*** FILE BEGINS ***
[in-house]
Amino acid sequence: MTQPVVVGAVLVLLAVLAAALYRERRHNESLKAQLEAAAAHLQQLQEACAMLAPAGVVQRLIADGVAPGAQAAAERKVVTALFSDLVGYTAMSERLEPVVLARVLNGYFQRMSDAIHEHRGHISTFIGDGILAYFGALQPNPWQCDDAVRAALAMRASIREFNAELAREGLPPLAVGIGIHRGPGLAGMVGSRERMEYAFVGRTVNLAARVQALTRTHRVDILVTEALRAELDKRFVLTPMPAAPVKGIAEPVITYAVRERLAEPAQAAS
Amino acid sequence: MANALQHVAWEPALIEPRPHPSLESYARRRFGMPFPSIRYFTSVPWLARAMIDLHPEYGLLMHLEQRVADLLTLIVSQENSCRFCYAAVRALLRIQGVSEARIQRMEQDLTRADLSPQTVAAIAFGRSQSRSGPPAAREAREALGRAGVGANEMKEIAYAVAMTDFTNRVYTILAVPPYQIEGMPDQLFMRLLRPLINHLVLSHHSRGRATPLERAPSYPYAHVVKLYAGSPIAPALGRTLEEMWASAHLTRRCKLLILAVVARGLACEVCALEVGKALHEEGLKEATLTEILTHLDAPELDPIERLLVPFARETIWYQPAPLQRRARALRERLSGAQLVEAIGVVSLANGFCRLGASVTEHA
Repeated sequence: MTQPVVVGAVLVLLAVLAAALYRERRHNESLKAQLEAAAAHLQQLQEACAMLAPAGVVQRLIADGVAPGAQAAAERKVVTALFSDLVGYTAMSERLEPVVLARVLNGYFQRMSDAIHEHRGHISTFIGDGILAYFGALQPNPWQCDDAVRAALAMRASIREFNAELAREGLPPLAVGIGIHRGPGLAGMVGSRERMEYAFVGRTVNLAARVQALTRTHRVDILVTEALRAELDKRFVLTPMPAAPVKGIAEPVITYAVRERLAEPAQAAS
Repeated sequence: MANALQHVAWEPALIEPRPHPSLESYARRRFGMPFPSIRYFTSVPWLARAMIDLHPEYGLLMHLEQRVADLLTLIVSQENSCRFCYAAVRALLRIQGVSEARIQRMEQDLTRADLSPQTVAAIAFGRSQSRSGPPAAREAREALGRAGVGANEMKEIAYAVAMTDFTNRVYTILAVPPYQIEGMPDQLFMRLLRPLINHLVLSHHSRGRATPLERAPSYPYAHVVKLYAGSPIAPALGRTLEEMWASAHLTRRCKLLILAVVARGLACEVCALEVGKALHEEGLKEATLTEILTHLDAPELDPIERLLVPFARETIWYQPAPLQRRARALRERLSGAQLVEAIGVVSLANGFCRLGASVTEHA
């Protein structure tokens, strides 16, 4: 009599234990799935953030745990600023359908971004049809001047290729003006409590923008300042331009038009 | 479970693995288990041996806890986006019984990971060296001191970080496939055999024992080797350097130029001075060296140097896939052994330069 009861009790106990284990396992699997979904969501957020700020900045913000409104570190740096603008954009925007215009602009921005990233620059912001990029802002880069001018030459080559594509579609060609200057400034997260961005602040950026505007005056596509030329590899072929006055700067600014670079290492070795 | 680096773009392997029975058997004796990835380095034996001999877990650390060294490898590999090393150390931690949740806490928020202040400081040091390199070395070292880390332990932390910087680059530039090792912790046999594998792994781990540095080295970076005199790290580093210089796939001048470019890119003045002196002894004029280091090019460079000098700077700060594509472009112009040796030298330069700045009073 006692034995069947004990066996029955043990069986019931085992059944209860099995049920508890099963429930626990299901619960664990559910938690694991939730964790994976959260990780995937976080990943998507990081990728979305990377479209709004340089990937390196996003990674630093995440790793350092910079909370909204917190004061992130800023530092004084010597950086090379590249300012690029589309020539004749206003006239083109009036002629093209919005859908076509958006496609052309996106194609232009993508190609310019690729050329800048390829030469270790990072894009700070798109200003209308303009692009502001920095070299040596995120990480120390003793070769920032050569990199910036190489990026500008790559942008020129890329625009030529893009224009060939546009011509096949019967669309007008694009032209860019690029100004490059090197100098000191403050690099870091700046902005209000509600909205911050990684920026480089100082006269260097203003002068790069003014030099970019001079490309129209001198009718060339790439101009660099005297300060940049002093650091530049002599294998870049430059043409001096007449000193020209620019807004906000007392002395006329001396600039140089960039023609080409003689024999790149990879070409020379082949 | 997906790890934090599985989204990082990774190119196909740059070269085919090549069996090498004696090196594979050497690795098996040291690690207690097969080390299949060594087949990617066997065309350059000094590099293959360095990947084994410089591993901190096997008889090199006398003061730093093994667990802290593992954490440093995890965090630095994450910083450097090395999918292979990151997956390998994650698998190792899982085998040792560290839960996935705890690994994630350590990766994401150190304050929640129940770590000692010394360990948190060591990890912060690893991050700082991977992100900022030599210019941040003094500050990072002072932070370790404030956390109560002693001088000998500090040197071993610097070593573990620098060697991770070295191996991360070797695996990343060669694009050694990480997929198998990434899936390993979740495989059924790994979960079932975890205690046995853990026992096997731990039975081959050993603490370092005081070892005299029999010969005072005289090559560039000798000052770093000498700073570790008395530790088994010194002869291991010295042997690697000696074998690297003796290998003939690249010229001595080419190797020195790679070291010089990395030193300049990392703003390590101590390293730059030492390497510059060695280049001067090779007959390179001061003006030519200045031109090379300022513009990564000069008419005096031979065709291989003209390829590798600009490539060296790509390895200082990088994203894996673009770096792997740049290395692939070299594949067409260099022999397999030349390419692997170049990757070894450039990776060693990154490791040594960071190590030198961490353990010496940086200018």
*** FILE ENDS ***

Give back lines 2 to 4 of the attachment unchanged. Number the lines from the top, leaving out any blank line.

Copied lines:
Amino acid sequence: MTQPVVVGAVLVLLAVLAAALYRERRHNESLKAQLEAAAAHLQQLQEACAMLAPAGVVQRLIADGVAPGAQAAAERKVVTALFSDLVGYTAMSERLEPVVLARVLNGYFQRMSDAIHEHRGHISTFIGDGILAYFGALQPNPWQCDDAVRAALAMRASIREFNAELAREGLPPLAVGIGIHRGPGLAGMVGSRERMEYAFVGRTVNLAARVQALTRTHRVDILVTEALRAELDKRFVLTPMPAAPVKGIAEPVITYAVRERLAEPAQAAS
Amino acid sequence: MANALQHVAWEPALIEPRPHPSLESYARRRFGMPFPSIRYFTSVPWLARAMIDLHPEYGLLMHLEQRVADLLTLIVSQENSCRFCYAAVRALLRIQGVSEARIQRMEQDLTRADLSPQTVAAIAFGRSQSRSGPPAAREAREALGRAGVGANEMKEIAYAVAMTDFTNRVYTILAVPPYQIEGMPDQLFMRLLRPLINHLVLSHHSRGRATPLERAPSYPYAHVVKLYAGSPIAPALGRTLEEMWASAHLTRRCKLLILAVVARGLACEVCALEVGKALHEEGLKEATLTEILTHLDAPELDPIERLLVPFARETIWYQPAPLQRRARALRERLSGAQLVEAIGVVSLANGFCRLGASVTEHA
Repeated sequence: MTQPVVVGAVLVLLAVLAAALYRERRHNESLKAQLEAAAAHLQQLQEACAMLAPAGVVQRLIADGVAPGAQAAAERKVVTALFSDLVGYTAMSERLEPVVLARVLNGYFQRMSDAIHEHRGHISTFIGDGILAYFGALQPNPWQCDDAVRAALAMRASIREFNAELAREGLPPLAVGIGIHRGPGLAGMVGSRERMEYAFVGRTVNLAARVQALTRTHRVDILVTEALRAELDKRFVLTPMPAAPVKGIAEPVITYAVRERLAEPAQAAS